Construction Cost Overruns and Electricity Infrastructure: An Unavoidable Risk?

Construction Cost Overruns and Electricity Infrastructure: An Unavoidable Risk? I Introduction</h5> Those outside the construction industry may be surprised to learn that the cost of building power plants has escalated in recent years. The Power Capital Costs Index, which tracks the expense of power plant materials and components, showed an increase in North America by a factor of 2.26 between 2000 and 2013, and in Europe by a factor of 1.93 over the same period ( IHS Costs and Strategic Sourcing, 2014 ). These expenses exclude other “soft costs” such as contingency fees, risk premiums, land, and permitting ( Severance, 2009 ). The nuclear energy industry has been particularly hard hit, with material, labor, and engineering costs for nuclear power plants jumping more than the average over the same period, meaning a plant that cost $4 billion to build in 2000 would cost almost $12 billion today ( Findlay, 2010 ).</P>But how do the risks of construction cost overruns compare across different forms of electricity infrastructure? How do utility-scale renewable sources of electricity such as wind farms and solar facilities perform compared to thermal plants, nuclear reactors, and hydroelectric dams? Where do high-voltage transmission networks fall on this continuum of overrun risk?</P>This article answers such questions by http://www.deepdyve.com/assets/images/DeepDyve-Logo-lg.png The Electricity Journal Elsevier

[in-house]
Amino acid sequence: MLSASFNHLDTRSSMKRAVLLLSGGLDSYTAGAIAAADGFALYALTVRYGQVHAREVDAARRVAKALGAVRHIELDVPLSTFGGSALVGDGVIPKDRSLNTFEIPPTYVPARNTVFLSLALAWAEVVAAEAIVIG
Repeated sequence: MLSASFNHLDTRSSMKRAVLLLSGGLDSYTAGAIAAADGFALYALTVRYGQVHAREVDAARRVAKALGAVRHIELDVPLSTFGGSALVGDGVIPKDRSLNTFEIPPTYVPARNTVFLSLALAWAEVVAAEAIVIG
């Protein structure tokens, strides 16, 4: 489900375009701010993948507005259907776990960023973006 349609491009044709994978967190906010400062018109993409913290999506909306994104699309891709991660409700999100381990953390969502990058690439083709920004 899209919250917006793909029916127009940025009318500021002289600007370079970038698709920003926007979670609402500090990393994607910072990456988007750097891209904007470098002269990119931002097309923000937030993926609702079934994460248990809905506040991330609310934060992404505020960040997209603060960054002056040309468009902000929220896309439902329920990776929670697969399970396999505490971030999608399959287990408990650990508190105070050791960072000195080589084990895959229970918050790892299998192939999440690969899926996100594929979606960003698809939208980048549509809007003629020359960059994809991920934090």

Construction Cost Overruns and Electricity Infrastructure: An Unavoidable Risk?

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Publisher
Elsevier
Copyright
Copyright © 2014 Elsevier Inc.
ISSN
1040-6190
eISSN
1873-6874
D.O.I.
10.1016/j.tej.2014.03.015
Publisher site
See Article on Publisher Site

Abstract

I Introduction</h5> Those outside the construction industry may be surprised to learn that the cost of building power plants has escalated in recent years. The Power Capital Costs Index, which tracks the expense of power plant materials and components, showed an increase in North America by a factor of 2.26 between 2000 and 2013, and in Europe by a factor of 1.93 over the same period ( IHS Costs and Strategic Sourcing, 2014 ). These expenses exclude other “soft costs” such as contingency fees, risk premiums, land, and permitting ( Severance, 2009 ). The nuclear energy industry has been particularly hard hit, with material, labor, and engineering costs for nuclear power plants jumping more than the average over the same period, meaning a plant that cost $4 billion to build in 2000 would cost almost $12 billion today ( Findlay, 2010 ).</P>But how do the risks of construction cost overruns compare across different forms of electricity infrastructure? How do utility-scale renewable sources of electricity such as wind farms and solar facilities perform compared to thermal plants, nuclear reactors, and hydroelectric dams? Where do high-voltage transmission networks fall on this continuum of overrun risk?</P>This article answers such questions by

Journal

The Electricity JournalElsevier

Published: May 1, 2014

References

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